I hadn’t heard of the Swedish consumer audio manufacturer Nocs at all when it began sending get-gadget review units of its goods a few years ago. But I quickly grew to respect Nocs, especially after it produced a few pairs of excellent earbuds, including the NS400 and the NS600, and a killer pair of on-ear headphones, the NS900.
A couple of Christmases ago, Nocs shipped over the NS2, its set of desktop AirPlay speakers. They’re well-designed: 80 watts, Kevlar drivers, compact 6-inch-tall enclosures, and dressed in either basic black and white or bright colors like orange and yellow. I liked everything about them except for the fact they ran AirPlay. Apple’s wireless media platform works perfectly for some people, but it’s still buggy and unstable for most of us, and too unreliable for me to commit to, especially in a set of speakers costing several hundred dollars.
The NS2s are back now in a “version 2” model priced at $400, and they’re much improved. Nocs has added two additional methods beyond AirPlay to wirelessly play music: Bluetooth and Spotify Connect. The adoption of Bluetooth is what really completes the package, turning a pair of nice-sounding but flawed desktop speakers into a well-rounded audio setup I can easily recommend.
In my testing of the new Nocs, AirPlay was still problematic—it’s susceptible to interference from other wireless networks and devices, and suffers from frequent dropouts in high-traffic areas. (It may work for you, but you’ll know what awaits if you already have a few AirPlay devices in your home). Whenever AirPlay acted up during testing, however, I could just switch to either the Spotify direct-connect mode (better but not perfect) or to Bluetooth (zero hiccups, near flawless).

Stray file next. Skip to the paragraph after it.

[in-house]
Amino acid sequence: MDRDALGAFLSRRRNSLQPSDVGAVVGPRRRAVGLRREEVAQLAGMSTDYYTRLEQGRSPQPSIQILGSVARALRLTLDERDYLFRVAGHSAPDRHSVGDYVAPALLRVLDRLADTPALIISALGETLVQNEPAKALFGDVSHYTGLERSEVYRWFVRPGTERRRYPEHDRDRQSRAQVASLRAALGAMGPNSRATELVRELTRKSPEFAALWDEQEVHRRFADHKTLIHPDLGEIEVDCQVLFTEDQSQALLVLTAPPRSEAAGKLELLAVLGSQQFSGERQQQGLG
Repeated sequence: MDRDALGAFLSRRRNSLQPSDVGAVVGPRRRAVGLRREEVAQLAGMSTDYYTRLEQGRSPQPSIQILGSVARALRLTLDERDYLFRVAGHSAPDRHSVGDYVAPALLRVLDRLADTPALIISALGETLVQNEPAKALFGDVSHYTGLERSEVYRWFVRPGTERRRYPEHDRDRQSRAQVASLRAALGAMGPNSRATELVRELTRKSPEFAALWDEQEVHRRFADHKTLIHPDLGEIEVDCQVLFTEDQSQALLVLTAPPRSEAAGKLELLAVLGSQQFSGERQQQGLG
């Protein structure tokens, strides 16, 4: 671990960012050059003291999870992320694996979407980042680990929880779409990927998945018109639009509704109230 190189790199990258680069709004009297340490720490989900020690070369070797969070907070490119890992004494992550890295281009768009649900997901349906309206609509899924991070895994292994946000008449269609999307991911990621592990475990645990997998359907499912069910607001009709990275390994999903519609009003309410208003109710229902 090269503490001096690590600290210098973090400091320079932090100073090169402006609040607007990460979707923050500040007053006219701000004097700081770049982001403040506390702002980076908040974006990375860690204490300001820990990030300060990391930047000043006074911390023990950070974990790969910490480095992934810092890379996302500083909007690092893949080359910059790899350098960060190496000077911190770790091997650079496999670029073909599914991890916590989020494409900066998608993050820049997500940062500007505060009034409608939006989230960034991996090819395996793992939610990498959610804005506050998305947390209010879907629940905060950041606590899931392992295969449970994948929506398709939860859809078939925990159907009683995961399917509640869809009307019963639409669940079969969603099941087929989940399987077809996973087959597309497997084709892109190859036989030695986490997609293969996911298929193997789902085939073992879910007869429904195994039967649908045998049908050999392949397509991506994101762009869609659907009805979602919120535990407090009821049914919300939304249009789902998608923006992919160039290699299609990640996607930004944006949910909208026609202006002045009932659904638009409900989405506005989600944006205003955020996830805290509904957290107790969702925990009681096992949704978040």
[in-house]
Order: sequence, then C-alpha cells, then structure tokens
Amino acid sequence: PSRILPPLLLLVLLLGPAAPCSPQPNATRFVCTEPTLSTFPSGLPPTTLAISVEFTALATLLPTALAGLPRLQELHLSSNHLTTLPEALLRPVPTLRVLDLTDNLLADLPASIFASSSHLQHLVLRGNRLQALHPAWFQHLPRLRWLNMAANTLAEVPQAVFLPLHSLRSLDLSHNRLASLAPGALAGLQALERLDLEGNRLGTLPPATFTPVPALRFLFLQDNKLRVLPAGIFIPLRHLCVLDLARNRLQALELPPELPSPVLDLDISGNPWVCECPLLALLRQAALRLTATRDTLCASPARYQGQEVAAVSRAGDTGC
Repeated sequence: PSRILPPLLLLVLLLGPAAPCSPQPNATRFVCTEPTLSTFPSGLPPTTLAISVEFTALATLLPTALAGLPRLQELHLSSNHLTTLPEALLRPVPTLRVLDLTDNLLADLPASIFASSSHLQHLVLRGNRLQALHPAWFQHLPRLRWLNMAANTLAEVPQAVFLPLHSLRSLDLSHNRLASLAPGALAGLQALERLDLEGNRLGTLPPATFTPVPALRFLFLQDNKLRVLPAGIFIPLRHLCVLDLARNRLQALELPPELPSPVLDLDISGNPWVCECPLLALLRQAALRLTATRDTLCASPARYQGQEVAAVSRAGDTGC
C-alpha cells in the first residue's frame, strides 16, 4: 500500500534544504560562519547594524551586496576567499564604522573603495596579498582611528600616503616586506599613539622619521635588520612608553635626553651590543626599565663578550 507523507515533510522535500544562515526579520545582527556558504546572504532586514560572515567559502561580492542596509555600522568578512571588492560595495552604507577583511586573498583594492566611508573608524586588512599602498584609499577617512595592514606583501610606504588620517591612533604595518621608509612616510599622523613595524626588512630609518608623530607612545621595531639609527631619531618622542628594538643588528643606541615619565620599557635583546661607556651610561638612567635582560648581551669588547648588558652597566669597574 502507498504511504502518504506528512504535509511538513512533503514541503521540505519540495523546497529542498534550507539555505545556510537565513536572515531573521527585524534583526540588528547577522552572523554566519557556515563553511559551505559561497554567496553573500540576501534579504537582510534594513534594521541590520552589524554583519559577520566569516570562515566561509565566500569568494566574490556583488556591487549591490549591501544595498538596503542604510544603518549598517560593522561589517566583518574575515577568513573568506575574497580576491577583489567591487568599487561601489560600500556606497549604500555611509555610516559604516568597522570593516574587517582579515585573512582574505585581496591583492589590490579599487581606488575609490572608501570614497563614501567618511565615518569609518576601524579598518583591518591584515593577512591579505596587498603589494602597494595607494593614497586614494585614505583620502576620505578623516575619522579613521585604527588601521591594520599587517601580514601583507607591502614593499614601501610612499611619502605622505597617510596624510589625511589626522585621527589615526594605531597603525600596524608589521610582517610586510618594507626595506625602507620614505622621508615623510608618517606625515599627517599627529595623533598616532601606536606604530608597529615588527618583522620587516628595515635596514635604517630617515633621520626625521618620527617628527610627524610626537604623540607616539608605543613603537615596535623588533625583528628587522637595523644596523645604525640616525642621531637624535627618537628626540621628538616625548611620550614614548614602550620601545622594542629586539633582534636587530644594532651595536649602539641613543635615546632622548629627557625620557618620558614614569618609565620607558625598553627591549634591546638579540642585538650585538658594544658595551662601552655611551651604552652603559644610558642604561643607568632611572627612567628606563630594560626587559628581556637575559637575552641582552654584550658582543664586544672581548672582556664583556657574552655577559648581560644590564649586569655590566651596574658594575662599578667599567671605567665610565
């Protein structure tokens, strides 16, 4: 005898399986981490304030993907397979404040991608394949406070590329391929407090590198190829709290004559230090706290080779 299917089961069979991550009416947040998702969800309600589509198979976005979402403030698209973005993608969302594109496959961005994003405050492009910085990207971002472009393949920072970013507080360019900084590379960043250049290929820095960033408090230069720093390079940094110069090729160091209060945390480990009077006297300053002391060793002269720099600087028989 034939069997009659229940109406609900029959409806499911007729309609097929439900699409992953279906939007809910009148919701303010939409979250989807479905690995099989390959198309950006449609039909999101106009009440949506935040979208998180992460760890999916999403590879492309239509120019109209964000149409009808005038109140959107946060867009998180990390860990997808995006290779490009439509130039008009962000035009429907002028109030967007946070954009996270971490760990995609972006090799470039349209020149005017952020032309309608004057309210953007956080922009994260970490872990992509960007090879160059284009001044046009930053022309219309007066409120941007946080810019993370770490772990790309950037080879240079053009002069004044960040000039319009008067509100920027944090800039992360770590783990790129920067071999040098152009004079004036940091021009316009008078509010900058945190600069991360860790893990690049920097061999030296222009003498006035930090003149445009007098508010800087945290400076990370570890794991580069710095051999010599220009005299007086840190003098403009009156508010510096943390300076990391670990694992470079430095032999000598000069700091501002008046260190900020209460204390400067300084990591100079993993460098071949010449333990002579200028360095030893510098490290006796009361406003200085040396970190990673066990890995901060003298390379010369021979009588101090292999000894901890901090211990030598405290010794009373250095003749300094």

It’s a shame about AirPlay that even years into the life of the platform and wide adoption among manufacturers, I’m still seeing so many products that barely work as streaming devices. Bluetooth, on the other hand, has done nothing but get better over the last few years. Audio quality, signal stability, and the drain on the battery of whatever mobile device you’re using for playback have all improved. Not to mention that it’s device-agnostic and super-easy to set up. At this point, all of my favorite wireless speakers are either Bluetooth-only, or they have Bluetooth in addition to another platform, like AirPlay or DLNA. And I almost always just use Bluetooth to avoid all the potential hassles of Wi-Fi-based audio.
But you didn’t show up here for a dissertation on streaming platforms. How do these guys sound? They’re great—nice and loud when you want them to be, still crisp and present when they’re playing at background level, and capable of kicking out a big, full sound for bottom-heavy stuff like dance music. I fed them a steady diet of Aphex Twin and Plastikman, and for me, that’s where they really shone. Techno-heads will love them.
By name, they are “monitors”—in the audio world, that term carries the expectation that the speakers will present an audio source as transparently as possible. You shouldn’t expect a “bass boost,” exaggerated mids, or any flavoring of the audio when you buy anything calling itself a monitor. The Nocs are faithful to what you’d expect. They sound tidy.
The cases themselves aren’t smooth, they have a rubbery coating. It’s a nice feature if you’re using them on a bookshelf or a crowded desktop, since you can lean books against them and they’ll provide some grip. One thing you may notice is that the Nocs NS2s look a whole lot like Audioengine’s A2+ desktop monitors. The design is very close visually, and they also sound very much alike (the Nocs are 80W and the Audioengines are 60W). But the Nocs have the wireless tech built in. And they come in all those pretty colors.